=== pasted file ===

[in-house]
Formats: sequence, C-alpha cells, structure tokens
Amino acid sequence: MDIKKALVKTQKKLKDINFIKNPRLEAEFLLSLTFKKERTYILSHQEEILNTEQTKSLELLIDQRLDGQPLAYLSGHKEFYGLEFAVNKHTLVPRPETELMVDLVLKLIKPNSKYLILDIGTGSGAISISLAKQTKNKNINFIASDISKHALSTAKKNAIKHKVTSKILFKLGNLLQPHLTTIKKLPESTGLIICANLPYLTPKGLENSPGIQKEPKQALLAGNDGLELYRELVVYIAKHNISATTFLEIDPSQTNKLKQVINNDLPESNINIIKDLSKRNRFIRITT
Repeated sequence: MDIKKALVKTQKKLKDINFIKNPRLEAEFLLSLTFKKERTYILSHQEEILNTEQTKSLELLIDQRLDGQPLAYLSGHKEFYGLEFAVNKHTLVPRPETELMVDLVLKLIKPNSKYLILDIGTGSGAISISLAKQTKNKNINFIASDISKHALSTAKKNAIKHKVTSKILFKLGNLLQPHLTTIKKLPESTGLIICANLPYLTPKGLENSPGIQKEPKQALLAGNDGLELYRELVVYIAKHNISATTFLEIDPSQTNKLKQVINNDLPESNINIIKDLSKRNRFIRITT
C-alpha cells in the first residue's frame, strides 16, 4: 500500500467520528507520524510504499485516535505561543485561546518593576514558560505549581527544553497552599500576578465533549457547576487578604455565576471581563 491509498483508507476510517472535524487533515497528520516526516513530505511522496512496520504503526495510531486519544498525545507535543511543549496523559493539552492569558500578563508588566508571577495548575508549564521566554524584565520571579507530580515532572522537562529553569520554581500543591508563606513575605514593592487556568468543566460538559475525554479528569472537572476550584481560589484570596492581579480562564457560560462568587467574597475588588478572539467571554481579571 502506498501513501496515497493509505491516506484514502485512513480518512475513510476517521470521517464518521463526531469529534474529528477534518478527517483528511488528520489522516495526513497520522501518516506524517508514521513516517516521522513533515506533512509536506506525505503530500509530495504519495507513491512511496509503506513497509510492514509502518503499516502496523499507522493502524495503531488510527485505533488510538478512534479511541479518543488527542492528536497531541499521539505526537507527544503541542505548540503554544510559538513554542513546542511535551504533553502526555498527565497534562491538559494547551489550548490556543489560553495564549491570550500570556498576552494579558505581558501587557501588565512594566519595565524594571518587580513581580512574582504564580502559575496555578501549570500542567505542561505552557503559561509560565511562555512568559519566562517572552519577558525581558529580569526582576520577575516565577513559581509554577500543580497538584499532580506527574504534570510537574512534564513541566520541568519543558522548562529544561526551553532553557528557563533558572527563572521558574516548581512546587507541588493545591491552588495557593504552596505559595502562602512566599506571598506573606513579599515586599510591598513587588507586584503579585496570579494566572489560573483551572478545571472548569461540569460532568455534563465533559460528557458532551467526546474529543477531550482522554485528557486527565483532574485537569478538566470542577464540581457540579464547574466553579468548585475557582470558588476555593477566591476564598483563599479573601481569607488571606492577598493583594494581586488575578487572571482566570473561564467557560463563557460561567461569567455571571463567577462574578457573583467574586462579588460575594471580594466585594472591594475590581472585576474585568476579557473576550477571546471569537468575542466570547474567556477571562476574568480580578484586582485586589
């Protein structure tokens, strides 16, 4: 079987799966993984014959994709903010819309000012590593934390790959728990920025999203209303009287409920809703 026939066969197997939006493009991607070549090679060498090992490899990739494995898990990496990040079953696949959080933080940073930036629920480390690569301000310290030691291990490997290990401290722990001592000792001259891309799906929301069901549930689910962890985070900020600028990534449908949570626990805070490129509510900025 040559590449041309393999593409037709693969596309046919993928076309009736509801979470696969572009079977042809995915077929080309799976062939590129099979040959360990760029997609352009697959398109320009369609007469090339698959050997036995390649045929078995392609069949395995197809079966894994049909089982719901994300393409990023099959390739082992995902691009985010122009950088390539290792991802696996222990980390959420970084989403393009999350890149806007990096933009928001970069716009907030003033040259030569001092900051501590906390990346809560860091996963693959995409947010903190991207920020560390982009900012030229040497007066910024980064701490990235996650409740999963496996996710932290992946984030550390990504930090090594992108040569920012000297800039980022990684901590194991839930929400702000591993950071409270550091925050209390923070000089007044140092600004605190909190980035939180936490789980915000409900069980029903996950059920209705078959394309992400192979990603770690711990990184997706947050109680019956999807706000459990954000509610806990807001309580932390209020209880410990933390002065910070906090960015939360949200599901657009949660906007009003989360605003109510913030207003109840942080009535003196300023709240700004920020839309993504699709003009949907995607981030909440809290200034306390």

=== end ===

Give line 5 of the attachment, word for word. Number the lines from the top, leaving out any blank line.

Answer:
C-alpha cells in the first residue's frame, strides 16, 4: 500500500467520528507520524510504499485516535505561543485561546518593576514558560505549581527544553497552599500576578465533549457547576487578604455565576471581563 491509498483508507476510517472535524487533515497528520516526516513530505511522496512496520504503526495510531486519544498525545507535543511543549496523559493539552492569558500578563508588566508571577495548575508549564521566554524584565520571579507530580515532572522537562529553569520554581500543591508563606513575605514593592487556568468543566460538559475525554479528569472537572476550584481560589484570596492581579480562564457560560462568587467574597475588588478572539467571554481579571 502506498501513501496515497493509505491516506484514502485512513480518512475513510476517521470521517464518521463526531469529534474529528477534518478527517483528511488528520489522516495526513497520522501518516506524517508514521513516517516521522513533515506533512509536506506525505503530500509530495504519495507513491512511496509503506513497509510492514509502518503499516502496523499507522493502524495503531488510527485505533488510538478512534479511541479518543488527542492528536497531541499521539505526537507527544503541542505548540503554544510559538513554542513546542511535551504533553502526555498527565497534562491538559494547551489550548490556543489560553495564549491570550500570556498576552494579558505581558501587557501588565512594566519595565524594571518587580513581580512574582504564580502559575496555578501549570500542567505542561505552557503559561509560565511562555512568559519566562517572552519577558525581558529580569526582576520577575516565577513559581509554577500543580497538584499532580506527574504534570510537574512534564513541566520541568519543558522548562529544561526551553532553557528557563533558572527563572521558574516548581512546587507541588493545591491552588495557593504552596505559595502562602512566599506571598506573606513579599515586599510591598513587588507586584503579585496570579494566572489560573483551572478545571472548569461540569460532568455534563465533559460528557458532551467526546474529543477531550482522554485528557486527565483532574485537569478538566470542577464540581457540579464547574466553579468548585475557582470558588476555593477566591476564598483563599479573601481569607488571606492577598493583594494581586488575578487572571482566570473561564467557560463563557460561567461569567455571571463567577462574578457573583467574586462579588460575594471580594466585594472591594475590581472585576474585568476579557473576550477571546471569537468575542466570547474567556477571562476574568480580578484586582485586589